In the 1980s and ‘90s, Japanese developer Toaplan was an indisputable juggernaut of the shoot ‘em up. After the release of their first shmup (and third game overall), Tiger-Heli, the developer went on to unleash no small amount of shooting games across arcade floors. Some time later, they would also make their foray into console
For a while there, it really looked like we were done with side-scrolling shoot-em-ups for good. I say that without any particular joy at that fact, obviously, because I really like this genre. But it seemed like the spark had gone out, the genre had been pushed as far as it could go, and without
I always love to see a genre I’ve not experienced in years make a comeback. With a bit of polish and love, an old experience can be just as fun as it was back in the day, and when I saw the trailer for Habroxia 2 I was instantly transported back to my childhood playing games like Graedius and Earth Defense Force.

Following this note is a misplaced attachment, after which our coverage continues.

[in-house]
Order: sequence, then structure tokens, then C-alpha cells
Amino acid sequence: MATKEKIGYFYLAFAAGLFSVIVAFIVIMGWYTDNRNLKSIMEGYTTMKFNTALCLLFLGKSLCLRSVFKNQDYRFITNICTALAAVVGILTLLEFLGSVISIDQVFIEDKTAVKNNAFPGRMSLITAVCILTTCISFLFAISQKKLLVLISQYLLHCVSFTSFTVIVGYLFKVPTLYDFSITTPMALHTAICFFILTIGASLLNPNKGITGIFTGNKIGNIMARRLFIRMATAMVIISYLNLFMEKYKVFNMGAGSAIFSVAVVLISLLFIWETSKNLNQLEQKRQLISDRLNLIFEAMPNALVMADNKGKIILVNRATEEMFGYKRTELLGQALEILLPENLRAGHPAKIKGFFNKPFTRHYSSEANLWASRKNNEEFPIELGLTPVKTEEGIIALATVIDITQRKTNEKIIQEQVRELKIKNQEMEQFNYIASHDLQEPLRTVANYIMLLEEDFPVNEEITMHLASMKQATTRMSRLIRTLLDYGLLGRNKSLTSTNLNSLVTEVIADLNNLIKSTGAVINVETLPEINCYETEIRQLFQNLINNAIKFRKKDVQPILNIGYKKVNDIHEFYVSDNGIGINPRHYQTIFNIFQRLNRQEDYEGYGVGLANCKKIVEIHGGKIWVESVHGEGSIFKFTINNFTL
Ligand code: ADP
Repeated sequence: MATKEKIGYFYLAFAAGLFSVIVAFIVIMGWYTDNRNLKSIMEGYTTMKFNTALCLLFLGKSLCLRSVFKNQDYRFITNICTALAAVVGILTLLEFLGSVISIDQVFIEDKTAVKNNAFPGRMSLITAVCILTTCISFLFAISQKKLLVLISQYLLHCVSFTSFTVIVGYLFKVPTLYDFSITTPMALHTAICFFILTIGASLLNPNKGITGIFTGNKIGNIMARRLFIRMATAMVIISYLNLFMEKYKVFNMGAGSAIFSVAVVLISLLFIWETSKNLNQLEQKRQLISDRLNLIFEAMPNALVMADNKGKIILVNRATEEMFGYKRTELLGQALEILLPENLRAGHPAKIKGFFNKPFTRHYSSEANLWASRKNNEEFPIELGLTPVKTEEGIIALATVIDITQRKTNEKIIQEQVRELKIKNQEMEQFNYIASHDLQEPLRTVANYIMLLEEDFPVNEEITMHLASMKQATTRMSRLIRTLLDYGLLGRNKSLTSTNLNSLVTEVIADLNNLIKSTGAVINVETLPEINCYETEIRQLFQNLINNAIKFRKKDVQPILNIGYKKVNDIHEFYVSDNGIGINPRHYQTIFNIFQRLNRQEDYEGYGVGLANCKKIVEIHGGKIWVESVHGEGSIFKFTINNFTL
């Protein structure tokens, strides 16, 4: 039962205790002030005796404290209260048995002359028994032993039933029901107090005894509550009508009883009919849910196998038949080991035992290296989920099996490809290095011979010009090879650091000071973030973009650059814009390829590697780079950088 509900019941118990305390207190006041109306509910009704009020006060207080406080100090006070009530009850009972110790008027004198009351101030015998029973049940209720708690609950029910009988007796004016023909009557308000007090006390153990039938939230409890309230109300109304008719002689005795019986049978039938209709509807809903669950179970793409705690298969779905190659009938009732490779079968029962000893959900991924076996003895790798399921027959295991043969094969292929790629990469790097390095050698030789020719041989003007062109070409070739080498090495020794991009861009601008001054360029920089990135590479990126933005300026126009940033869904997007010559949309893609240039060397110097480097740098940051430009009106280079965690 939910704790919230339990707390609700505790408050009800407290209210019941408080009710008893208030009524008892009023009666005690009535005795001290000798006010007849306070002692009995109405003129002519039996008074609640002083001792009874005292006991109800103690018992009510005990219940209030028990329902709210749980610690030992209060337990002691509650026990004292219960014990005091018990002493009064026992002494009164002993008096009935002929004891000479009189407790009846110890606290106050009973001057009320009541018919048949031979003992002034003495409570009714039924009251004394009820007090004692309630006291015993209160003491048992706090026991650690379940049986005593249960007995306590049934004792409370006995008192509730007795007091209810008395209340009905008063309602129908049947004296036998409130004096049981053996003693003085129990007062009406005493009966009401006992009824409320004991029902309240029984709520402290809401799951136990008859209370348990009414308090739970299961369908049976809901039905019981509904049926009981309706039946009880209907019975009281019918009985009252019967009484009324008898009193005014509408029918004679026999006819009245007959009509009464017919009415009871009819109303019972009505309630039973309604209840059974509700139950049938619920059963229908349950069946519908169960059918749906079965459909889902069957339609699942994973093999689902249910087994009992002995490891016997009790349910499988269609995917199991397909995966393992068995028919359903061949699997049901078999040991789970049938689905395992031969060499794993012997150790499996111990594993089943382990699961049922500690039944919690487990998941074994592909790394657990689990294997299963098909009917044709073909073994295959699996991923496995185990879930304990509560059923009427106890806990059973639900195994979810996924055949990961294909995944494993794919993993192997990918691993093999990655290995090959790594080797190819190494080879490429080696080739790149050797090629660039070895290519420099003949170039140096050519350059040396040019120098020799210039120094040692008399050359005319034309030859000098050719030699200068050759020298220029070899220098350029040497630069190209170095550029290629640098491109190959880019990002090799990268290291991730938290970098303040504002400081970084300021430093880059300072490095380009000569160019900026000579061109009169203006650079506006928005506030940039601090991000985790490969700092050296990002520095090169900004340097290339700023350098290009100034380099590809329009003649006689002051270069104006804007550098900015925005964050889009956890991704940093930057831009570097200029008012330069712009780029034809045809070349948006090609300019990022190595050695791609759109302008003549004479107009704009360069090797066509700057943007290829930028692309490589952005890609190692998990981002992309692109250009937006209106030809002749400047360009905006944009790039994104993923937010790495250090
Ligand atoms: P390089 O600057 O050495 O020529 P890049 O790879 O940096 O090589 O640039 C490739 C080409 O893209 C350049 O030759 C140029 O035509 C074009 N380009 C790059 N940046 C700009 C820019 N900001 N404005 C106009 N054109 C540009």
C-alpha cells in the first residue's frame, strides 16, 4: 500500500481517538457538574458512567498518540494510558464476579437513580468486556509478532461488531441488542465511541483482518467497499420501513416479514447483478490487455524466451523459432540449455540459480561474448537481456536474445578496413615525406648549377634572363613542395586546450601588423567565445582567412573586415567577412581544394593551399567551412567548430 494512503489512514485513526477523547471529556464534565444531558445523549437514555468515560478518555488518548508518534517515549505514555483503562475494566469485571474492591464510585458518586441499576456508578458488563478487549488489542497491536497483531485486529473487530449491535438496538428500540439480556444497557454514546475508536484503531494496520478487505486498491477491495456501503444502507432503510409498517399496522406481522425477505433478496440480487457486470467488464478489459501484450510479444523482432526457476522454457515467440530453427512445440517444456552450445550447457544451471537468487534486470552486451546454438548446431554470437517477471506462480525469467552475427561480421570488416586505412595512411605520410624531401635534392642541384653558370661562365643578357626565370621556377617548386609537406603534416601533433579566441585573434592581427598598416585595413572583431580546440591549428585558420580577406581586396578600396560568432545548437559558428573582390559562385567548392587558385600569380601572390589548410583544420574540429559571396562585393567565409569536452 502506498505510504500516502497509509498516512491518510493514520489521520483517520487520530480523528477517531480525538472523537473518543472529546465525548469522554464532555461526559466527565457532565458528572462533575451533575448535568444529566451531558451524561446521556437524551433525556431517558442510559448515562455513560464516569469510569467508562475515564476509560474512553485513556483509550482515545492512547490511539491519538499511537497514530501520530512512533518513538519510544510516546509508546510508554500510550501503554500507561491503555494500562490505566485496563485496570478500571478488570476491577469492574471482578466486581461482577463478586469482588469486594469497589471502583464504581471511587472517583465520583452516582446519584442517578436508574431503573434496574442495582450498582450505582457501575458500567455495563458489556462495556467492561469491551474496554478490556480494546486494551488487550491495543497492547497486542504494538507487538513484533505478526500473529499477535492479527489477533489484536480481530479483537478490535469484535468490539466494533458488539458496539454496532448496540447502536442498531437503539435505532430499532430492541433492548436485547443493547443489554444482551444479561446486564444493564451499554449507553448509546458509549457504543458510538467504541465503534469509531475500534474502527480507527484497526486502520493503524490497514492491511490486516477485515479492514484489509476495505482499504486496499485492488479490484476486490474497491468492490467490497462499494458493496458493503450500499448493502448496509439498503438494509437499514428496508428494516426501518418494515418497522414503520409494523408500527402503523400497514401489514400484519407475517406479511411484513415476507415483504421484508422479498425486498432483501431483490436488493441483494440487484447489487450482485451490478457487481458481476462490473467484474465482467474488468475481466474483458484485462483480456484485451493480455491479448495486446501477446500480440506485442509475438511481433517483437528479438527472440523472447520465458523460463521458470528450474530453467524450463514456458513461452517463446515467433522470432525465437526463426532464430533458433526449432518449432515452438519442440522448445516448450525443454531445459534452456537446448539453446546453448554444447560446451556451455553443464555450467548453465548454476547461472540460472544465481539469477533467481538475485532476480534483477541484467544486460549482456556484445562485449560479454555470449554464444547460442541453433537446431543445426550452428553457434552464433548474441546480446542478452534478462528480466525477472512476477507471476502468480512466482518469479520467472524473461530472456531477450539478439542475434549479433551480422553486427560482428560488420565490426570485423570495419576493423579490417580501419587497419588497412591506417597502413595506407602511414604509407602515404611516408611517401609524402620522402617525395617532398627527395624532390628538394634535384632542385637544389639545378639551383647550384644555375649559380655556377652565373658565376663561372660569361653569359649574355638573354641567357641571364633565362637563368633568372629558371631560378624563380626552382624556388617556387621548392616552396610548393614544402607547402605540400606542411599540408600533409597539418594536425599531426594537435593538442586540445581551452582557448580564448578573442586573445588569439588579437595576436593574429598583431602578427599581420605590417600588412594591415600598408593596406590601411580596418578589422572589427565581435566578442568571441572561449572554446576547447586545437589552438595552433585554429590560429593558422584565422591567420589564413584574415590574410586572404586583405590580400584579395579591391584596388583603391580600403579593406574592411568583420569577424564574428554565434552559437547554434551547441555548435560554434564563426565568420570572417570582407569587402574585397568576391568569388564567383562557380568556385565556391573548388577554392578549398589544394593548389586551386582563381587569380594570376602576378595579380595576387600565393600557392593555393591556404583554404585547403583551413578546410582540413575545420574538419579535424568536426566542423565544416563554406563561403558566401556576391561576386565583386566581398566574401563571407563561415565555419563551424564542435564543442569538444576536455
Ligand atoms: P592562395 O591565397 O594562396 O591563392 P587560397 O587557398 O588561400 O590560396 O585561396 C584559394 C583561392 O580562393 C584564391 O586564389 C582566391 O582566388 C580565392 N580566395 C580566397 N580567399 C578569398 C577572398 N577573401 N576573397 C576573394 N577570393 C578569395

Shoot-em-ups and bullet hells are really one of the most basic kinds of games one can make. Give the player something that shoots bullets, throw a bunch of enemies on screen that attack back, bing bang boom, you have yourself a shoot-em-up. Hell, one of the first programming classes I took back in college had
Some game concepts do not weather a format shift very well. Enter the Gungeon was something of a darling with reviewers when it arrived; it was a top-down dungeon bullet-hell roguelike, a potent blend of different ideas that sounds like it should have been a shambling, mismatched mess but wound up being a clean and
When people ask me what my go-to kind of games are, my answer is usually the same: “story-heavy and rhythm games.” I like a game that weaves a good tale, and I love music. On the opposite end, I tend to avoid fighting games and arcade-y score-chasing titles, as they tend to be the opposite
Let’s take a look at a fresh entry to a classic genre with Pawarumi by Manufacture 43, out now for Nintendo Switch.